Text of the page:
Country Road has come under fire for taking part in a Melbourne Fashion Week online talk on ethics and responsible fashion, while its warehouse workers strike for a $1 an hour pay rise.
The retailer was invited to take part in the City of Melbourne fashion week online panel on Wednesday as part of Beyond Greenwashing, an event backed by the Victorian government via Creative Victoria.
Country Road Group head of sustainability Eloise Bishop told the event the company was involved in ongoing industrial action at its Truganina warehouse that it hoped to resolve in a “very fair and respectful way soon”.
However her comments drew ire from those watching over the company’s failure to offer the striking workers better pay.
“Environmental action and justice for workers can‘t be separated. It’s shameful when companies greenwash their exploitative labour practices,” wrote Anna Langford on Facebook.
The United Workers Union (UWU) is urging shoppers to avoid Country Road, which distributes fashion favourites including Mimco, Trenery, Witchery and Politix.
The UWU says the Country Road Group — owned by South African retail group Woolworths Holding Limited (WHL), which reported more than $300 million profit last financial year — received $25 million in JobKeeper subsidies.
Yet it was refusing the 130 mainly female workers at its Truganina warehouse a $1 an hour pay rise, which would bring their pay packet in line with workers at the male-dominated warehouses in the area.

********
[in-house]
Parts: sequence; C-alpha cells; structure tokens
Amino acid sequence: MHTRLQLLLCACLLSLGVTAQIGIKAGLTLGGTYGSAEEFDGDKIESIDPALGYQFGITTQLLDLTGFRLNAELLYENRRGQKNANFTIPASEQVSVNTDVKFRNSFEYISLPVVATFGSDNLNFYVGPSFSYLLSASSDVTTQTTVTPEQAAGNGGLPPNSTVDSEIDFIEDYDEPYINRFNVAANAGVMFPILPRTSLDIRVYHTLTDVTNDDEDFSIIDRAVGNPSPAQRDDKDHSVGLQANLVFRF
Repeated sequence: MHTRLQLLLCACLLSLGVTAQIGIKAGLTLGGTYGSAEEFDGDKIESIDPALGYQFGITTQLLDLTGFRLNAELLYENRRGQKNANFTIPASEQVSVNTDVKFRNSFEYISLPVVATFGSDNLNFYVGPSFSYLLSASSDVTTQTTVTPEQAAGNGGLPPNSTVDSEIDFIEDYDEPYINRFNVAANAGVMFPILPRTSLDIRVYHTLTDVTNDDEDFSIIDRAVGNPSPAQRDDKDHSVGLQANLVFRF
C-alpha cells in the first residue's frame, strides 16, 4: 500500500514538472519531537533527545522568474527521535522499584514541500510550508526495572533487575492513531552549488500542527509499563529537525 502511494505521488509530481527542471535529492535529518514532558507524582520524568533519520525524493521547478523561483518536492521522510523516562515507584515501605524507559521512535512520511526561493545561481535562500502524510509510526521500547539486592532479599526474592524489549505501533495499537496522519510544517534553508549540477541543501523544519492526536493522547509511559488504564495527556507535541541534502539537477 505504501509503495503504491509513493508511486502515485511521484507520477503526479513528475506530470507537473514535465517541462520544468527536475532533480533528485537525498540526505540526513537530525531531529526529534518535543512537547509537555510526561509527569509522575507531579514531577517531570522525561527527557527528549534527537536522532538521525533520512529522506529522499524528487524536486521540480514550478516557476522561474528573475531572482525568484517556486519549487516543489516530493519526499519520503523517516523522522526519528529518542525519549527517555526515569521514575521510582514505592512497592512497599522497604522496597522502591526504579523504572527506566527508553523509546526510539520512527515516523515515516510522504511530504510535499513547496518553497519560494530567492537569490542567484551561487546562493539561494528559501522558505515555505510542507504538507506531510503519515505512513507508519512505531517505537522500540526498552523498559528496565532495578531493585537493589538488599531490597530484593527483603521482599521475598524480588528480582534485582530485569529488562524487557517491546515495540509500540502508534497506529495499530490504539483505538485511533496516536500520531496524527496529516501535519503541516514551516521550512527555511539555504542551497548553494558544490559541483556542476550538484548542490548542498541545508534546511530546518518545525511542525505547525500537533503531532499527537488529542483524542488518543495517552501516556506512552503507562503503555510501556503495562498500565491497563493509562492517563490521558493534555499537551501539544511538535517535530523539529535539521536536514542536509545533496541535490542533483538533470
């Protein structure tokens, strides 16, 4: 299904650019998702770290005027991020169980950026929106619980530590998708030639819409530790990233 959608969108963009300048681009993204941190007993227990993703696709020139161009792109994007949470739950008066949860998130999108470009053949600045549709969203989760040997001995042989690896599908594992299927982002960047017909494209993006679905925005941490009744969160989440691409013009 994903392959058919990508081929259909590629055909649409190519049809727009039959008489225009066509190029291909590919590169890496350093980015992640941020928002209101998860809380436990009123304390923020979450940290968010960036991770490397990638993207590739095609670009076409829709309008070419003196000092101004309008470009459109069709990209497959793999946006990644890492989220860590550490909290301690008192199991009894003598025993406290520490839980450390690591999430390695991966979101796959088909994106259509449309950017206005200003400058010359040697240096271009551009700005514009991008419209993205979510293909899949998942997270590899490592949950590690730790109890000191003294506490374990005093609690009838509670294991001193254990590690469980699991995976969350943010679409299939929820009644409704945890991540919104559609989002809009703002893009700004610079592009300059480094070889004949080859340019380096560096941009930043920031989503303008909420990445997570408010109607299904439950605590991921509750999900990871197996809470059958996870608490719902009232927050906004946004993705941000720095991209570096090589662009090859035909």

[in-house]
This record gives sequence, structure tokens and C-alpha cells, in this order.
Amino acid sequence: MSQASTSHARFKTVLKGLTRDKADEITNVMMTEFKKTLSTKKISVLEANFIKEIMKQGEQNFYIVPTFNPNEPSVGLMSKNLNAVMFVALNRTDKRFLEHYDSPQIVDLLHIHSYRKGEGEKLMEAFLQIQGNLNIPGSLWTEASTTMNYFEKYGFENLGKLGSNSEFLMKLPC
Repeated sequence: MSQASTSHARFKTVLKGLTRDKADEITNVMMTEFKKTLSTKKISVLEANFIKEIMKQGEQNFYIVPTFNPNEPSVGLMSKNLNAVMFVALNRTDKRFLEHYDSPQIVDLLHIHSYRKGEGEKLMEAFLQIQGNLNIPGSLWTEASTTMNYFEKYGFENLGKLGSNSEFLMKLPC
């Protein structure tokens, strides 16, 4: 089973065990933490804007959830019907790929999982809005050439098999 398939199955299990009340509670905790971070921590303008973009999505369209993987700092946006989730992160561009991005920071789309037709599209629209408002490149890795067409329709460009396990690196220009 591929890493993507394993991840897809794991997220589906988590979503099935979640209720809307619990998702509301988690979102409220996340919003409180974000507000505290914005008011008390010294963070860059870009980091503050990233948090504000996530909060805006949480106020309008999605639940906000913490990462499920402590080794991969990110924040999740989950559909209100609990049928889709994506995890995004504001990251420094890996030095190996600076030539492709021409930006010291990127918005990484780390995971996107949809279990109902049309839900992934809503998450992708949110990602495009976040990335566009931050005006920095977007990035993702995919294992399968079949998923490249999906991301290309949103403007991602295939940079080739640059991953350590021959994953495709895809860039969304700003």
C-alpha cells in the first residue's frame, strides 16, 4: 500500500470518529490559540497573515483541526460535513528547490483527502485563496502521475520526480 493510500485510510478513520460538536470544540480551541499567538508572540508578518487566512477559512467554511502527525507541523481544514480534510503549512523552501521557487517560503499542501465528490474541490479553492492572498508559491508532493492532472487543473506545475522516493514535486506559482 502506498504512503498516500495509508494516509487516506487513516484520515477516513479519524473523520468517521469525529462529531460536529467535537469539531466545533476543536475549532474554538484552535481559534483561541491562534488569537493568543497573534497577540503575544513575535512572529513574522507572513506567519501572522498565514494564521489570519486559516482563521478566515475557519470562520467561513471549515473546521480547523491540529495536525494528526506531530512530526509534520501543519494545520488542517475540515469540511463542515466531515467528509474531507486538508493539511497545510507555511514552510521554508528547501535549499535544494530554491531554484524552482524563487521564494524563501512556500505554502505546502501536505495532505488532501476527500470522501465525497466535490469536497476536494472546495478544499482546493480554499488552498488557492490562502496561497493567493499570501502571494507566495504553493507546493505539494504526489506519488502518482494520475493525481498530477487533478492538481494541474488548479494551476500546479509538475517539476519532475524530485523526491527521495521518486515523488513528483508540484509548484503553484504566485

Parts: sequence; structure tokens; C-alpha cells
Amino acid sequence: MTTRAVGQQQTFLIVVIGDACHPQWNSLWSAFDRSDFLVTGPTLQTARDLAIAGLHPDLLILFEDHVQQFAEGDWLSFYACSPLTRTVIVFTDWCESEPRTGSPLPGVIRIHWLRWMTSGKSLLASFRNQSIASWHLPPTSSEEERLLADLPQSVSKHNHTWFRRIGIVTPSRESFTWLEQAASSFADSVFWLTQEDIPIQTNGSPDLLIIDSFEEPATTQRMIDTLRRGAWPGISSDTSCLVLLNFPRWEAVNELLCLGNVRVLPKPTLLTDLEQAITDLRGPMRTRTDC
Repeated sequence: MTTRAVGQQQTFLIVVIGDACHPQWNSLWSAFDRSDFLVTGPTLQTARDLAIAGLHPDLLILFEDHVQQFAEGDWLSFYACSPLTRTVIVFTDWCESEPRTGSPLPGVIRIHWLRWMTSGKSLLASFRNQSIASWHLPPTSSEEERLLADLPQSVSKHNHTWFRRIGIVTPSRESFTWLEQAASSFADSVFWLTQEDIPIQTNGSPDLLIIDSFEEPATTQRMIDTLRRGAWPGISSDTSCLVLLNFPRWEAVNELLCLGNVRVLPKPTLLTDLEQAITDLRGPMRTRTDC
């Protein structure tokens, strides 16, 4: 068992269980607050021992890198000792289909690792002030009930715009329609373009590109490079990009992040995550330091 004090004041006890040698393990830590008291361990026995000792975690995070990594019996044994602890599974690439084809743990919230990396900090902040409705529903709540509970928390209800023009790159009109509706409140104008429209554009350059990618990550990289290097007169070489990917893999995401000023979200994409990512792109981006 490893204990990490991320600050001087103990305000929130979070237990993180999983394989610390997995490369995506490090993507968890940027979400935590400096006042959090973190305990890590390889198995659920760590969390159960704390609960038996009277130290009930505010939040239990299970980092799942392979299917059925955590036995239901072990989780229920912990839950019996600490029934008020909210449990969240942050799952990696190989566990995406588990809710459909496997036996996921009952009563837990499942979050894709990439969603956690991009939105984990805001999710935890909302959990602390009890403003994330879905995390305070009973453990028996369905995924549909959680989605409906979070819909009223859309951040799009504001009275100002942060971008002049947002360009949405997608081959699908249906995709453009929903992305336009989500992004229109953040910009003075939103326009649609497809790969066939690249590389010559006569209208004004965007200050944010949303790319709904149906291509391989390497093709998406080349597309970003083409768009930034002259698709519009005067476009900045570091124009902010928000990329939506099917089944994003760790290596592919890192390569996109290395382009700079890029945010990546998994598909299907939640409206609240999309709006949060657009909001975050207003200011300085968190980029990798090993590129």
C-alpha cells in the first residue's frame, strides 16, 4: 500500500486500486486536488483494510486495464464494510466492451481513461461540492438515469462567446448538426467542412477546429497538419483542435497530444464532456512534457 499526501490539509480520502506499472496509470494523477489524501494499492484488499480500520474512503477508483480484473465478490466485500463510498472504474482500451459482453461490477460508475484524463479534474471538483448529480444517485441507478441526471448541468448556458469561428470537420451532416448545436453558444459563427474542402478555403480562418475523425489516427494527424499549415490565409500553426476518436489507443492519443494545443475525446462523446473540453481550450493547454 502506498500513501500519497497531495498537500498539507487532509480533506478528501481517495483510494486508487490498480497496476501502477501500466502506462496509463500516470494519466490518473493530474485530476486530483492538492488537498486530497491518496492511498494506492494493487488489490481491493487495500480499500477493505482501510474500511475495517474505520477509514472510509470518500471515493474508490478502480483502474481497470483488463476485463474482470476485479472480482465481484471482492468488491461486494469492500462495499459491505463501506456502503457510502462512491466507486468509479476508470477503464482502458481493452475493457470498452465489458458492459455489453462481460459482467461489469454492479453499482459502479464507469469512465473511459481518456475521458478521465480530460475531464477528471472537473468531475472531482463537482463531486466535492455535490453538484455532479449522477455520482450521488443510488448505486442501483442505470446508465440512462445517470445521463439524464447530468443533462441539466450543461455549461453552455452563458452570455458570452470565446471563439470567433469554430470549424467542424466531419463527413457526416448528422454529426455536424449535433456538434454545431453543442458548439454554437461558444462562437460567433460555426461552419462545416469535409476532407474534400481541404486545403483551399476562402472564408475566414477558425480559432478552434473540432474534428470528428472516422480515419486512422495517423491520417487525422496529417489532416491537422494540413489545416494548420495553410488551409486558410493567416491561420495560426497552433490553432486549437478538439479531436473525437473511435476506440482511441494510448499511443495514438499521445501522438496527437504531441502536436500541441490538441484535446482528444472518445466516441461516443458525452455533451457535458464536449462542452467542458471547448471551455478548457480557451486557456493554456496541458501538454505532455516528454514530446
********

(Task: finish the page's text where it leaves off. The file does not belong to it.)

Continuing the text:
The workers are paid between $22.50 and $26 an hour, with the average closer to $23 an hour, a UWU spokeswoman said.
“The main issue is that it’s unbelievably low for logistics,” she said.
“For instance, at Hanes, a warehouse directly across the road, they earn an average of $30 an hour.”
Negotiations have been continuing since April, with workers beginning strike action last week, which included chaining themselves to Country Road’s flagship Melbourne store in South Yarra.
The company had offered a pay rise of 66 cents an hour, but there had been no movement on demands to increase job security for workers at the site, half of whom were casuals, the union said.
The Country Road Group said its offer was 11 per cent higher than the award rate set by the Fair Work Commission and provided a 2.7 per cent annual pay rise for the next three years.
The company accused the union of trying to publicly discredit its brands and team members with “false and baseless allegations”.
“Country Road Group is working to deliver fair and sustainable wage growth to our distribution team and has always paid wages above the industry award rate set by the Fair Work Commission,” a spokesman said.
“We are proud of our workplace culture and are deeply committed to treating all our team members with fairness, dignity and respect.
“We are an equal opportunity employer, pay our team fairly and do not condone any type of discrimination based on gender or otherwise.”